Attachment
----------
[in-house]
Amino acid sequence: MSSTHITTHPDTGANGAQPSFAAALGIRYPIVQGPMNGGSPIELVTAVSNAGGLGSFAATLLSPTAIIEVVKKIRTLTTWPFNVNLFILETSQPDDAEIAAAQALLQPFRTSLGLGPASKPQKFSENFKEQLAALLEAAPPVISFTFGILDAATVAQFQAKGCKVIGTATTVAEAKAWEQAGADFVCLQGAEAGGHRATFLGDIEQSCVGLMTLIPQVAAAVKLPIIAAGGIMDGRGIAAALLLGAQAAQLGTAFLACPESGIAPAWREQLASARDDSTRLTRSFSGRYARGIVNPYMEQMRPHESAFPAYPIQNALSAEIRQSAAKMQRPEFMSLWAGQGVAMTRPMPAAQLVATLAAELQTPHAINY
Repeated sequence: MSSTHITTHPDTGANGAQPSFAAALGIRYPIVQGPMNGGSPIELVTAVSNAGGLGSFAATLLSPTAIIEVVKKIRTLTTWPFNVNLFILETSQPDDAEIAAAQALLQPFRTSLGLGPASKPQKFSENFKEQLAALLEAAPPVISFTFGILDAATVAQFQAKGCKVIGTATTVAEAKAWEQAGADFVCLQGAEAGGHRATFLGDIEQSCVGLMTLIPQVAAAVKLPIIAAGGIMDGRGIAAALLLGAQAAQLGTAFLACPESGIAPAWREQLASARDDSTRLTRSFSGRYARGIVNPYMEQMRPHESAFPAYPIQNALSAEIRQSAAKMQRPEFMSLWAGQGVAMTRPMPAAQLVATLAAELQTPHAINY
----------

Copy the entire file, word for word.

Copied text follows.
[in-house]
Amino acid sequence: MSSTHITTHPDTGANGAQPSFAAALGIRYPIVQGPMNGGSPIELVTAVSNAGGLGSFAATLLSPTAIIEVVKKIRTLTTWPFNVNLFILETSQPDDAEIAAAQALLQPFRTSLGLGPASKPQKFSENFKEQLAALLEAAPPVISFTFGILDAATVAQFQAKGCKVIGTATTVAEAKAWEQAGADFVCLQGAEAGGHRATFLGDIEQSCVGLMTLIPQVAAAVKLPIIAAGGIMDGRGIAAALLLGAQAAQLGTAFLACPESGIAPAWREQLASARDDSTRLTRSFSGRYARGIVNPYMEQMRPHESAFPAYPIQNALSAEIRQSAAKMQRPEFMSLWAGQGVAMTRPMPAAQLVATLAAELQTPHAINY
Repeated sequence: MSSTHITTHPDTGANGAQPSFAAALGIRYPIVQGPMNGGSPIELVTAVSNAGGLGSFAATLLSPTAIIEVVKKIRTLTTWPFNVNLFILETSQPDDAEIAAAQALLQPFRTSLGLGPASKPQKFSENFKEQLAALLEAAPPVISFTFGILDAATVAQFQAKGCKVIGTATTVAEAKAWEQAGADFVCLQGAEAGGHRATFLGDIEQSCVGLMTLIPQVAAAVKLPIIAAGGIMDGRGIAAALLLGAQAAQLGTAFLACPESGIAPAWREQLASARDDSTRLTRSFSGRYARGIVNPYMEQMRPHESAFPAYPIQNALSAEIRQSAAKMQRPEFMSLWAGQGVAMTRPMPAAQLVATLAAELQTPHAINY